James "Jim" Reese Europe was born in Mobile, Alabama on
February 22, 1880 (per Badger, 1995 [see Sources];
web sources give 1881),
fifteen years after the end of the Civil War. It's hard to
believe that his father had been born into slavery (in Mobile,
AL in 1847), and yet transpired to raise a family that would
include three professional musicians, one who would become
almost a legend in his own lifetime.
James' father Henry held several jobs, including employment
with the IRS and Baptist minister (rising high in the church’s leadership).
Henry ultimately took a job with the Postal Service, moving the family to Washington, D.C in 1889.
Prior to being able to enroll the three youngest children (of
five) in church-run private schools, his wife Lorraine home-schooled
them (brother John was 5 years older than James, sister Mary was
5 years younger. Older sisters Minnie and Ida had flown the
The children enjoyed a relaxed but ideal musical upbringing,
as both parents were musical. Lorraine played piano and
read music, teaching these skills to all three children.
Henry, meanwhile, played the popular instruments (banjo, mandolin, etc)
entirely by ear. This would prove to be a perfect combination for
James' future musical path – he learned piano, reading and
discipline from his mother and improvising on fiddle and banjo from
his dad. One wonders if he could have achieved his later
successes without this background in musical extremes. All
the children must have taken their training seriously, as John and Mary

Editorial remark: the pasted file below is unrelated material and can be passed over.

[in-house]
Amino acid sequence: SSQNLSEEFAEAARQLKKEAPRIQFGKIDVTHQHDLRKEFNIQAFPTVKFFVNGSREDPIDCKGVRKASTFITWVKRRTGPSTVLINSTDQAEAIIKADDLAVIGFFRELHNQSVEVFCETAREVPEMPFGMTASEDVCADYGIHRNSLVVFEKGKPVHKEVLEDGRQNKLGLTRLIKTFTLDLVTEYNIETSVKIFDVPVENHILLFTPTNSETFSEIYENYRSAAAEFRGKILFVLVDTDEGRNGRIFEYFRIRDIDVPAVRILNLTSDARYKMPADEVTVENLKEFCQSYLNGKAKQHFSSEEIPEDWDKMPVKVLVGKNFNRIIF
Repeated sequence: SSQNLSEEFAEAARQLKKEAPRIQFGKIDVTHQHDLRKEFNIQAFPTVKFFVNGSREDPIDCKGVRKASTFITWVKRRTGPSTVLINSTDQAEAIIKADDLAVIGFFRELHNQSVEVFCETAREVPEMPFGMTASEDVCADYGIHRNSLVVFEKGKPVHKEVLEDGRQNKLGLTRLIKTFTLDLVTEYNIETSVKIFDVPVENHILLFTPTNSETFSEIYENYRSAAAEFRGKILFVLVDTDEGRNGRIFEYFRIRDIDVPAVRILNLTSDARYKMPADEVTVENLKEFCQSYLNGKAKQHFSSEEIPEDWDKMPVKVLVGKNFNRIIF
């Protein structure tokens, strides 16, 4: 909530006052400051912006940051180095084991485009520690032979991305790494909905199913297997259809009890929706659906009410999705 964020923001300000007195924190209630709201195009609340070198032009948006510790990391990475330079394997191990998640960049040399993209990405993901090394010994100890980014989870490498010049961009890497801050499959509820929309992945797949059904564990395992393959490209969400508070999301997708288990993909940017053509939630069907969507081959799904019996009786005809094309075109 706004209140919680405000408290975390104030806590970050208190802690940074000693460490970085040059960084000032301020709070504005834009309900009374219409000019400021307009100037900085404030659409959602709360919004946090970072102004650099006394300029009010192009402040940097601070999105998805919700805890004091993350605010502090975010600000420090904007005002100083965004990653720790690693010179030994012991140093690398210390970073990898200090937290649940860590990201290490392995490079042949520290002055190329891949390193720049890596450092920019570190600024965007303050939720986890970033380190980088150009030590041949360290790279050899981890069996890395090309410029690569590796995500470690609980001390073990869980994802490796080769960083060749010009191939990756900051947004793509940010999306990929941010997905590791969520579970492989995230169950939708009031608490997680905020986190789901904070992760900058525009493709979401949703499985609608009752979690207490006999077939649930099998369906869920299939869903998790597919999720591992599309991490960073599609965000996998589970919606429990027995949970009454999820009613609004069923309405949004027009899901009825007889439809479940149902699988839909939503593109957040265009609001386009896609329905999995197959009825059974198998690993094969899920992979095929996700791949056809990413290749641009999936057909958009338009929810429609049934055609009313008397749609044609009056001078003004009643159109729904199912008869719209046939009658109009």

would both became professional pianists.
In 1889, the Europe family now in Washington, D.C., James
next studied his first love, the violin, under the well-known
violinist Frederick Douglass. (Another great opportunity for the
9/10-year-old). Two years later, none other than the king
of marching band music, John Philip Sousa, moved into the home a few doors down from
the Europes. Neighbors for the next three years, there seems to
be no way that James could not have helped but be exposed to Sousa and the whole brass military band movement at its peak
A few years later in high school, military drill was very popular
and the imposing Jim Europe (he would reach 6 feet tall and over
200 pounds) was quickly recruited. He excelled at it and,
again, this would prove important to his future career.
After their father passed away suddenly in 1899, oldest son
John soon went to New York, which offered the best opportunities for
his pianist career (it had become known as the "Mecca for
colored performers"). By early 1903, his younger
brother had joined him, unsuccessfully
auditioning in various saloons with his violin. He soon
learned that it was unfortunately not a popular instrument –
especially his “concert style” – so he switched to mandolin, eventually
landing some gigs with that along with his own piano-playing (he
was considered a “good” player).
In only his second year, he got his first theater gig, a
surprise request to conduct the orchestra and chorus of the black musical
A Trip to Africa. Additionally, by fall of 1904, he had
already sold five of his own compositions of popular music (to Sol Bloom Publishing).
These would be the first of almost 90 original songs or